Atlantic White Cedar
Atlantic white cedar, Chamaecyparis thyoides, is also called juniper, southern white cedar and swamp cedar. It is a wetland species growing in a narrow belt along the eastern coast from southern Maine to Mississippi. The largest acreage of Atlantic white cedar is found in the swamps of North Carolina. Cedar also occurs along stream drainages and within Carolina bays of our Sandhills and Coastal Plain regions.
Historically, early settlers valued the strong, light weight, easily worked, decay resistant wood for building materials, such as shingles, shakes, posts, or siding, and as a preferred wood for boat building. In the 1800s and 1900s cedar forests were extensively logged. Today, cedar forests remain valued for their wood products as well as their many ecological and wetland benefits.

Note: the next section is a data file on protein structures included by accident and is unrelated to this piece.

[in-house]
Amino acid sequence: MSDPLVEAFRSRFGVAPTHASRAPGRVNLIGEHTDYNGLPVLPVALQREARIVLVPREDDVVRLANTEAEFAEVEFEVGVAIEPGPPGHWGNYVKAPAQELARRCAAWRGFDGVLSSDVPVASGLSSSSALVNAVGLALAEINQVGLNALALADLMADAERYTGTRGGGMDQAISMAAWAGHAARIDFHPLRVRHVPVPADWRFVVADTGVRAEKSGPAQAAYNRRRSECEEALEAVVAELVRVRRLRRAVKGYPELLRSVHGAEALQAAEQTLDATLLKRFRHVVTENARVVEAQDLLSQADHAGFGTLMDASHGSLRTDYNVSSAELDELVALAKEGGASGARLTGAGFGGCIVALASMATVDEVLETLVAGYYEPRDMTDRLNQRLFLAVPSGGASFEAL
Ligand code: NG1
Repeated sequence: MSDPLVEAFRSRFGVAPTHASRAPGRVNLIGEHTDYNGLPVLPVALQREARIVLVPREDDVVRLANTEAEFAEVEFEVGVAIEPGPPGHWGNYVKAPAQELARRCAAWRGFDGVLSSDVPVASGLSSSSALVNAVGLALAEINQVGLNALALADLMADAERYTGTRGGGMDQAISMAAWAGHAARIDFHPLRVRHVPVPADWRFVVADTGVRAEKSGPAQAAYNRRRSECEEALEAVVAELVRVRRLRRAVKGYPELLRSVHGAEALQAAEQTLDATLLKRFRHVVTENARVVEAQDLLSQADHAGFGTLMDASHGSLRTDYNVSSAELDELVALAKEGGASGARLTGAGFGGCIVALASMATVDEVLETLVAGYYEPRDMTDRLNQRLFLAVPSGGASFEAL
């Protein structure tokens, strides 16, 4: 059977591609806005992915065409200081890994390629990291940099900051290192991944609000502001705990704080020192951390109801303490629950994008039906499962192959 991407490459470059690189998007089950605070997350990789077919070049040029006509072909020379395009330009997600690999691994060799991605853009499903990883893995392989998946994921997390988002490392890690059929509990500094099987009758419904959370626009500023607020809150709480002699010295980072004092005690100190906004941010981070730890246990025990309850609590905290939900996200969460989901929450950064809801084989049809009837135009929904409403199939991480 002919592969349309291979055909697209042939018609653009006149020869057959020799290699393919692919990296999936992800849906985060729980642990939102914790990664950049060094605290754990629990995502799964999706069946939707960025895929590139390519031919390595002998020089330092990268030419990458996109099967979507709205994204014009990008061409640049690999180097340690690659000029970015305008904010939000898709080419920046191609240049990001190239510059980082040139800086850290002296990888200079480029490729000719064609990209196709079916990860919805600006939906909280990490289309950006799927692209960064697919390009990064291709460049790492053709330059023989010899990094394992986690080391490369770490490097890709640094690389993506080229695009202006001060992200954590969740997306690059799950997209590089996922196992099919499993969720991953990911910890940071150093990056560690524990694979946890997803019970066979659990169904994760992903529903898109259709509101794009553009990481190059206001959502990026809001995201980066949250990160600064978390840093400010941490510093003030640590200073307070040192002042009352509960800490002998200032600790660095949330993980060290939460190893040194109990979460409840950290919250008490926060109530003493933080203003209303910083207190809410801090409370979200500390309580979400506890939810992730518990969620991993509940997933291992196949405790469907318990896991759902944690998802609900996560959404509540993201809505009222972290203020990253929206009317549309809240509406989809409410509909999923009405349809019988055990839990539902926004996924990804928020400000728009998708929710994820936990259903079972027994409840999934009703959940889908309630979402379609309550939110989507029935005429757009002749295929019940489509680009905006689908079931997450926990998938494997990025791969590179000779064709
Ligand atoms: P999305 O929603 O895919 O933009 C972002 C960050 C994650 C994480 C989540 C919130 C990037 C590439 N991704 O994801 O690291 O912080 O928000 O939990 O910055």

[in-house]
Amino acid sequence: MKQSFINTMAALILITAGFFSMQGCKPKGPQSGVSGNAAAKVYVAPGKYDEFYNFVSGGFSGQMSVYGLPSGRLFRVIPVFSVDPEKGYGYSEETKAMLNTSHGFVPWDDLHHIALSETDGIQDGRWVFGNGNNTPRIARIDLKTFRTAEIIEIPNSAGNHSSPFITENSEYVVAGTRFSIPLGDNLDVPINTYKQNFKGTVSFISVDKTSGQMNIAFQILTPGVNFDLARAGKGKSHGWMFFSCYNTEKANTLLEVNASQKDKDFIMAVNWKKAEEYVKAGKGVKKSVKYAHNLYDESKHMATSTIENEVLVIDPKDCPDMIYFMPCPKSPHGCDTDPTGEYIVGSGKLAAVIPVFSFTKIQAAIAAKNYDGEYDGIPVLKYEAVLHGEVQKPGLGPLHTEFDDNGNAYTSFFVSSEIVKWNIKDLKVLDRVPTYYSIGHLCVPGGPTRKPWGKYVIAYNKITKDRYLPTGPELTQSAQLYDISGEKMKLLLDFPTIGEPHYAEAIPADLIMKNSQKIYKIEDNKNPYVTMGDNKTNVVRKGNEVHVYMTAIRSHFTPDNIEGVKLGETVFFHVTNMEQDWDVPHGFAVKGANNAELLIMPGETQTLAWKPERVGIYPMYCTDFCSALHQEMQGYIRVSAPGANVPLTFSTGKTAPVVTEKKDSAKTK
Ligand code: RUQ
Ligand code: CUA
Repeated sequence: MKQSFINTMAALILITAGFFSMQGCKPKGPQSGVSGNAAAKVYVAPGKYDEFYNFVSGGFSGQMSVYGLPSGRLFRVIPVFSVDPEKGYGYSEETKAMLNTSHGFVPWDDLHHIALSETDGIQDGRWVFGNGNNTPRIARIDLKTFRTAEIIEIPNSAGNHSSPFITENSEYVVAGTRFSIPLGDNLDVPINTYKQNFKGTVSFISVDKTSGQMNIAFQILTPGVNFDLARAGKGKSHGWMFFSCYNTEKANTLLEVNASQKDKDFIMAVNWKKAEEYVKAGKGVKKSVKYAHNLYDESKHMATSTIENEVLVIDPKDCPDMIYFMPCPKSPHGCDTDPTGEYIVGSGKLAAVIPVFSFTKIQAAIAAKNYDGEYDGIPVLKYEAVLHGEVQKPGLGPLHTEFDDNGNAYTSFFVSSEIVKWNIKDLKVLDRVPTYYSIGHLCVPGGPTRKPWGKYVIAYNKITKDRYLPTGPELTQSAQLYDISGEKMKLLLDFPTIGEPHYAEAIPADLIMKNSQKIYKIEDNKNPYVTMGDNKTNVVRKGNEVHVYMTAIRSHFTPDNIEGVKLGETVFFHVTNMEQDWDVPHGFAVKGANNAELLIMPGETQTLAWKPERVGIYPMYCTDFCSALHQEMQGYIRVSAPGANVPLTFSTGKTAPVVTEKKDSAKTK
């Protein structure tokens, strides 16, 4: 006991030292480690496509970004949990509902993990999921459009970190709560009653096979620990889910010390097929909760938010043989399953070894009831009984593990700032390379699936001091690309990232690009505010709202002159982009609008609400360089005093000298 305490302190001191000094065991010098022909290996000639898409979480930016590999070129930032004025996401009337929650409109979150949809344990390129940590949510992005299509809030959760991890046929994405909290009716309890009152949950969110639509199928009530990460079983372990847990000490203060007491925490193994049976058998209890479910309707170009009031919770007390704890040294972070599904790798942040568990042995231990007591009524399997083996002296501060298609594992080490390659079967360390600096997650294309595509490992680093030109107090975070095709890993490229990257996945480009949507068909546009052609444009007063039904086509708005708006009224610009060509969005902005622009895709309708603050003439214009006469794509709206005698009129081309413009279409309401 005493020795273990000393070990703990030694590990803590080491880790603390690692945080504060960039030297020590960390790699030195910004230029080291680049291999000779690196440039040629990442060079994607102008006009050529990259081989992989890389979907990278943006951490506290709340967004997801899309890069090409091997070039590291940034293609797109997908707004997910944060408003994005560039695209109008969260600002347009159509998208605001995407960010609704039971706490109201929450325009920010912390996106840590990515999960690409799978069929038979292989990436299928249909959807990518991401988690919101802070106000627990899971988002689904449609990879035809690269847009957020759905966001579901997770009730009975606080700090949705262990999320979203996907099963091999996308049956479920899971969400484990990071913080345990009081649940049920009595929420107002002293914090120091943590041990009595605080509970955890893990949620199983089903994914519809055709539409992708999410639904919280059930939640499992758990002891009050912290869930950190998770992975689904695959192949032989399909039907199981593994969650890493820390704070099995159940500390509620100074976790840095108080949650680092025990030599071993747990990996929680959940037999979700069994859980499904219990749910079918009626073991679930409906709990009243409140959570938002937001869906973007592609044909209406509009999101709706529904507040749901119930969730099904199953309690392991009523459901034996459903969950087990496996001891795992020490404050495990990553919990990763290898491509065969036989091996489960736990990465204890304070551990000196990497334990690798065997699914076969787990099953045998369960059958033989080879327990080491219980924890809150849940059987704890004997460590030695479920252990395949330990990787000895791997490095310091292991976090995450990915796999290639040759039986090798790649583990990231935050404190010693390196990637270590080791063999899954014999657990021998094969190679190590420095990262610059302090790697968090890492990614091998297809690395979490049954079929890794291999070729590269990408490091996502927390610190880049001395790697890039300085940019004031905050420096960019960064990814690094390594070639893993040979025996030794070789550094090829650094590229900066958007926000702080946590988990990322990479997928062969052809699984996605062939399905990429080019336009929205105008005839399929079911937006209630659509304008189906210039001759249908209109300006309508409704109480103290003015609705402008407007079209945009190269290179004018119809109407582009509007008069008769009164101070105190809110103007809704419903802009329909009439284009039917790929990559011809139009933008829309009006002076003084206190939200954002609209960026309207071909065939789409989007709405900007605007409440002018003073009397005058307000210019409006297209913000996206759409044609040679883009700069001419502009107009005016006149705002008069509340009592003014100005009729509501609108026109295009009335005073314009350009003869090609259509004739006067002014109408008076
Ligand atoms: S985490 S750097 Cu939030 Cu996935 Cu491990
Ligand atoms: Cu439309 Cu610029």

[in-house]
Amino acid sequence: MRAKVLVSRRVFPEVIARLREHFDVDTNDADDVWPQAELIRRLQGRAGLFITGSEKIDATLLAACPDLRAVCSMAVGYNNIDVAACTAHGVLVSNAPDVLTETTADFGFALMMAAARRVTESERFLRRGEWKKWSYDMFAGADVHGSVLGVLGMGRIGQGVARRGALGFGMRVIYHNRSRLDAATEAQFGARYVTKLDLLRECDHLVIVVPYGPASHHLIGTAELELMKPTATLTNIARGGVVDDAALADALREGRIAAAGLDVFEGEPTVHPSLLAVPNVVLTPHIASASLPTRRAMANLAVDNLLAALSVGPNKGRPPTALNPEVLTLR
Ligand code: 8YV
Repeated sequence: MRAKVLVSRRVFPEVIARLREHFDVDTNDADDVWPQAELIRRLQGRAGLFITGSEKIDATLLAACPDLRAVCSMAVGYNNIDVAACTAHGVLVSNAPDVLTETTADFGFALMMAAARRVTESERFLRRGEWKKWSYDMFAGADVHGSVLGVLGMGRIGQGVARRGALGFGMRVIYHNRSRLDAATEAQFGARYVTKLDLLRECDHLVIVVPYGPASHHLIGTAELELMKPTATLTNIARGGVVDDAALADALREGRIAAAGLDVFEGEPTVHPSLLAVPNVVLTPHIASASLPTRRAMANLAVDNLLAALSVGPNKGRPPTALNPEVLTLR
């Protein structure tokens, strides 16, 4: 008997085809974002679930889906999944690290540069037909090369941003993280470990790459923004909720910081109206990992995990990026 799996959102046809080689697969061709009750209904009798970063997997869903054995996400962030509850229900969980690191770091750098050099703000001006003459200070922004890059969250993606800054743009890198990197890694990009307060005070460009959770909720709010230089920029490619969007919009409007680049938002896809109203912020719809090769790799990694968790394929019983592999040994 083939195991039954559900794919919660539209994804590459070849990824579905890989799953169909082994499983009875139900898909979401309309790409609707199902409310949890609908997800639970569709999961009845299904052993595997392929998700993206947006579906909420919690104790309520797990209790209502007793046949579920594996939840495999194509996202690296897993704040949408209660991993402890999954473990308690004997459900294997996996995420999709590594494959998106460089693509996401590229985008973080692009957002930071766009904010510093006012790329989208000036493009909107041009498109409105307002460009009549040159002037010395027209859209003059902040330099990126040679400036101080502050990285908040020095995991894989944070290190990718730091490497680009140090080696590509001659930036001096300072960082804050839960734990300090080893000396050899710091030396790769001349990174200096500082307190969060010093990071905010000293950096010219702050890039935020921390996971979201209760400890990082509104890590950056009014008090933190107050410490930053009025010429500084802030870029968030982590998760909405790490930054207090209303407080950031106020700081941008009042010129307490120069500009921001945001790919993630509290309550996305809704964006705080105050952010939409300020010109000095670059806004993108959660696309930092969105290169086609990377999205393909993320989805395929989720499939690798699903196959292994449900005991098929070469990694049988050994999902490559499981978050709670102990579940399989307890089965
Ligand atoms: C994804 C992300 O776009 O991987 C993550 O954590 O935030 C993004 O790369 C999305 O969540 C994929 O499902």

Unfortunately, North Carolina’s cedar stands failed to regenerate after logging because of extensive drainage, agricultural clearing, and fire prevention. As a result, cedar swamps have declined by more than 95% and are now considered a globally threatened ecosystem. In 1894 cedar was growing on 200,000 acres in eastern North Carolina. Today, less than 10,000 acres remain.
Recognizing Atlantic white cedar’s ecological and economic value, many organizations and private landowners, including the North Carolina Forest Service (NCFS), advocate for the conservation, restoration, management, and use of Atlantic white cedar across its natural range.
Contact your county forest ranger if you're interested in managing your land for Atlantic white cedar.